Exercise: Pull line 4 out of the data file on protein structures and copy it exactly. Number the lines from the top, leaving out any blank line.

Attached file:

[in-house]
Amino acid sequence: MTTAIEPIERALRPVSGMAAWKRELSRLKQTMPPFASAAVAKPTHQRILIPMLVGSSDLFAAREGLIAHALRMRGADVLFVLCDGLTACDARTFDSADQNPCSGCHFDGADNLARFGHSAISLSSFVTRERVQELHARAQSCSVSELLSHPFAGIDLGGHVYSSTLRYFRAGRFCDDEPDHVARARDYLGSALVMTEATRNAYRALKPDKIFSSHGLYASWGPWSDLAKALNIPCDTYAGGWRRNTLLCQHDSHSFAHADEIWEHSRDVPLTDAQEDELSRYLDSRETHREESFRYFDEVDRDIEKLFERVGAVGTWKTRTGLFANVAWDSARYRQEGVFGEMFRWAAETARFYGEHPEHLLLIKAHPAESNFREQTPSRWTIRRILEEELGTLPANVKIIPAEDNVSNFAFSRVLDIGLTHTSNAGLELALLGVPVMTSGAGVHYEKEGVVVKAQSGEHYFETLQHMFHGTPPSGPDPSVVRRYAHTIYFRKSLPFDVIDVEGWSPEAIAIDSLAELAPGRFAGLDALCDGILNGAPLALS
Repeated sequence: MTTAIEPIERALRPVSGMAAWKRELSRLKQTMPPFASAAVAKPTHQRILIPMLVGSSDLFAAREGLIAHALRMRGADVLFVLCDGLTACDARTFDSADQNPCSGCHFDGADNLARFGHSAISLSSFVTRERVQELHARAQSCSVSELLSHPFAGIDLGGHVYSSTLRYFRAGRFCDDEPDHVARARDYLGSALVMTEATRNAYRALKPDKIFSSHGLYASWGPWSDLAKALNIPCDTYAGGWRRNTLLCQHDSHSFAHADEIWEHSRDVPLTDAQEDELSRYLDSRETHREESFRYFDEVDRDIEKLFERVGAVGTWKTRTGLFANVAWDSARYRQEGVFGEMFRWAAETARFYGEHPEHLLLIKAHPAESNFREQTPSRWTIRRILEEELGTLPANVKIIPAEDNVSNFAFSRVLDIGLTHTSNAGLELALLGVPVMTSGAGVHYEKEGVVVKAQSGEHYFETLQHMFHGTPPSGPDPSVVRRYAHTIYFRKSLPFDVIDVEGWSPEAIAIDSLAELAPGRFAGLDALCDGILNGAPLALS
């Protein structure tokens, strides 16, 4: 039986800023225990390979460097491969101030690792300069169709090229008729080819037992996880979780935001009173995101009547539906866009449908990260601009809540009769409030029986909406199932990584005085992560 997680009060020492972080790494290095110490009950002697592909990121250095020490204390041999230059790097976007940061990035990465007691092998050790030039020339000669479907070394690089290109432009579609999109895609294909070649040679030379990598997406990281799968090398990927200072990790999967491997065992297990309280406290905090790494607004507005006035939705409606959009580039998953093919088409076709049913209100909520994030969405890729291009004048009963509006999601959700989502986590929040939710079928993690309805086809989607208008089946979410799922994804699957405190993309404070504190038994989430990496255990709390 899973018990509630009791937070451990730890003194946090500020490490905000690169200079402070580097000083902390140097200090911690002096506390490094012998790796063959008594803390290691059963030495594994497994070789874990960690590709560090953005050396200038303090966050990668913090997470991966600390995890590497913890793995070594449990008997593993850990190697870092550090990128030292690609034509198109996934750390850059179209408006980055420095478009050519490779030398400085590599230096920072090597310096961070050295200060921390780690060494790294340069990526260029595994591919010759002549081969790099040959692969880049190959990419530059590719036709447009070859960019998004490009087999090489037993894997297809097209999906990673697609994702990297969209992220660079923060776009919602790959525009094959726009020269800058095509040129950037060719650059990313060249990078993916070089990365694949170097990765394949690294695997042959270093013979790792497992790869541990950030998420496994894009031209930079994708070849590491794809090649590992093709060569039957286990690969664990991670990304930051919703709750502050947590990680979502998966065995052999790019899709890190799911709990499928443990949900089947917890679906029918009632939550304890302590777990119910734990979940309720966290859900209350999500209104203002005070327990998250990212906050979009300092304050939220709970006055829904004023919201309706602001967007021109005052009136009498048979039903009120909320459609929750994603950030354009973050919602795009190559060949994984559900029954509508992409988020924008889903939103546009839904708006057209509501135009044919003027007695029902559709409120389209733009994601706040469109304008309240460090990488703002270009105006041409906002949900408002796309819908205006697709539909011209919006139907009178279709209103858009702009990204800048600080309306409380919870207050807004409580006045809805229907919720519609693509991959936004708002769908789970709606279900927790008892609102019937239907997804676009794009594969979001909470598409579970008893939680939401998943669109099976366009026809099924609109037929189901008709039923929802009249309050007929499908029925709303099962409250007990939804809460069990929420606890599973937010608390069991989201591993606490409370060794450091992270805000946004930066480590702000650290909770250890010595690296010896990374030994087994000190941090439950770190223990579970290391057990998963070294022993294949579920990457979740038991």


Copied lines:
């Protein structure tokens, strides 16, 4: 039986800023225990390979460097491969101030690792300069169709090229008729080819037992996880979780935001009173995101009547539906866009449908990260601009809540009769409030029986909406199932990584005085992560 997680009060020492972080790494290095110490009950002697592909990121250095020490204390041999230059790097976007940061990035990465007691092998050790030039020339000669479907070394690089290109432009579609999109895609294909070649040679030379990598997406990281799968090398990927200072990790999967491997065992297990309280406290905090790494607004507005006035939705409606959009580039998953093919088409076709049913209100909520994030969405890729291009004048009963509006999601959700989502986590929040939710079928993690309805086809989607208008089946979410799922994804699957405190993309404070504190038994989430990496255990709390 899973018990509630009791937070451990730890003194946090500020490490905000690169200079402070580097000083902390140097200090911690002096506390490094012998790796063959008594803390290691059963030495594994497994070789874990960690590709560090953005050396200038303090966050990668913090997470991966600390995890590497913890793995070594449990008997593993850990190697870092550090990128030292690609034509198109996934750390850059179209408006980055420095478009050519490779030398400085590599230096920072090597310096961070050295200060921390780690060494790294340069990526260029595994591919010759002549081969790099040959692969880049190959990419530059590719036709447009070859960019998004490009087999090489037993894997297809097209999906990673697609994702990297969209992220660079923060776009919602790959525009094959726009020269800058095509040129950037060719650059990313060249990078993916070089990365694949170097990765394949690294695997042959270093013979790792497992790869541990950030998420496994894009031209930079994708070849590491794809090649590992093709060569039957286990690969664990991670990304930051919703709750502050947590990680979502998966065995052999790019899709890190799911709990499928443990949900089947917890679906029918009632939550304890302590777990119910734990979940309720966290859900209350999500209104203002005070327990998250990212906050979009300092304050939220709970006055829904004023919201309706602001967007021109005052009136009498048979039903009120909320459609929750994603950030354009973050919602795009190559060949994984559900029954509508992409988020924008889903939103546009839904708006057209509501135009044919003027007695029902559709409120389209733009994601706040469109304008309240460090990488703002270009105006041409906002949900408002796309819908205006697709539909011209919006139907009178279709209103858009702009990204800048600080309306409380919870207050807004409580006045809805229907919720519609693509991959936004708002769908789970709606279900927790008892609102019937239907997804676009794009594969979001909470598409579970008893939680939401998943669109099976366009026809099924609109037929189901008709039923929802009249309050007929499908029925709303099962409250007990939804809460069990929420606890599973937010608390069991989201591993606490409370060794450091992270805000946004930066480590702000650290909770250890010595690296010896990374030994087994000190941090439950770190223990579970290391057990998963070294022993294949579920990457979740038991």